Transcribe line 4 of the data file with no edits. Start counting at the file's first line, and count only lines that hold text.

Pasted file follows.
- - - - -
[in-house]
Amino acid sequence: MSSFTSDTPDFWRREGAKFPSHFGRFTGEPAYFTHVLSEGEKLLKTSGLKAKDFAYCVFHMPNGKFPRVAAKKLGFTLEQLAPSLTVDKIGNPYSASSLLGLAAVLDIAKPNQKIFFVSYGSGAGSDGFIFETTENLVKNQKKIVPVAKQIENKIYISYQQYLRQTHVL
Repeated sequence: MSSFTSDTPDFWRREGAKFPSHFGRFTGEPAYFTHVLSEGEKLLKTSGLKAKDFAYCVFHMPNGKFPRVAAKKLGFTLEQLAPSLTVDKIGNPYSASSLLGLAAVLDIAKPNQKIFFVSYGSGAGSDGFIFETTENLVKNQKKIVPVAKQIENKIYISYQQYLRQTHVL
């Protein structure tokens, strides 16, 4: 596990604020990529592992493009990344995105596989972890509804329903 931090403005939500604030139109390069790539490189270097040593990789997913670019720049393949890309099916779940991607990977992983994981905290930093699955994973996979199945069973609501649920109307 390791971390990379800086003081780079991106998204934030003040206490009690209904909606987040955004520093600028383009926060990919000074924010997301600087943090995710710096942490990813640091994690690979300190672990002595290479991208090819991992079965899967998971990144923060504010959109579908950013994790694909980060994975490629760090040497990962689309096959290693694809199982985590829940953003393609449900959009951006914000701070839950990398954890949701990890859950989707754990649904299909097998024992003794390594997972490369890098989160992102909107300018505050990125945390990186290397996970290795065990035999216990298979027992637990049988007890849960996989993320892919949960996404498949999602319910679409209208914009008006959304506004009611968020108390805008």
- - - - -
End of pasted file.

């Protein structure tokens, strides 16, 4: 596990604020990529592992493009990344995105596989972890509804329903 931090403005939500604030139109390069790539490189270097040593990789997913670019720049393949890309099916779940991607990977992983994981905290930093699955994973996979199945069973609501649920109307 390791971390990379800086003081780079991106998204934030003040206490009690209904909606987040955004520093600028383009926060990919000074924010997301600087943090995710710096942490990813640091994690690979300190672990002595290479991208090819991992079965899967998971990144923060504010959109579908950013994790694909980060994975490629760090040497990962689309096959290693694809199982985590829940953003393609449900959009951006914000701070839950990398954890949701990890859950989707754990649904299909097998024992003794390594997972490369890098989160992102909107300018505050990125945390990186290397996970290795065990035999216990298979027992637990049988007890849960996989993320892919949960996404498949999602319910679409209208914009008006959304506004009611968020108390805008």